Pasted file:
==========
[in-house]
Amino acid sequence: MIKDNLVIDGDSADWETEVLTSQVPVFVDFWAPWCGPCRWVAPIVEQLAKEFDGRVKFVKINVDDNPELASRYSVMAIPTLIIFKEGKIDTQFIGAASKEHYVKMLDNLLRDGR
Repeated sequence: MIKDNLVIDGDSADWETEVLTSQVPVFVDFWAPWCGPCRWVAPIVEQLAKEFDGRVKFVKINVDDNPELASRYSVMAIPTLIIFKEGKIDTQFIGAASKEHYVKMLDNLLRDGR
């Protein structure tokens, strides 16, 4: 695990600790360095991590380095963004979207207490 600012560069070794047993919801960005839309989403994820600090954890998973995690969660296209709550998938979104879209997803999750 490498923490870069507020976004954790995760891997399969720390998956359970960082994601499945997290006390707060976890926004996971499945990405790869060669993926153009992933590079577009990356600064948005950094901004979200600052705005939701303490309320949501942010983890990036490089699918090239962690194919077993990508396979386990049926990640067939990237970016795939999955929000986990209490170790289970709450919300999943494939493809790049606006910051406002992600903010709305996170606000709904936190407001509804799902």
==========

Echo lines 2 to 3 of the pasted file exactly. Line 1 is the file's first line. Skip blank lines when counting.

Amino acid sequence: MIKDNLVIDGDSADWETEVLTSQVPVFVDFWAPWCGPCRWVAPIVEQLAKEFDGRVKFVKINVDDNPELASRYSVMAIPTLIIFKEGKIDTQFIGAASKEHYVKMLDNLLRDGR
Repeated sequence: MIKDNLVIDGDSADWETEVLTSQVPVFVDFWAPWCGPCRWVAPIVEQLAKEFDGRVKFVKINVDDNPELASRYSVMAIPTLIIFKEGKIDTQFIGAASKEHYVKMLDNLLRDGR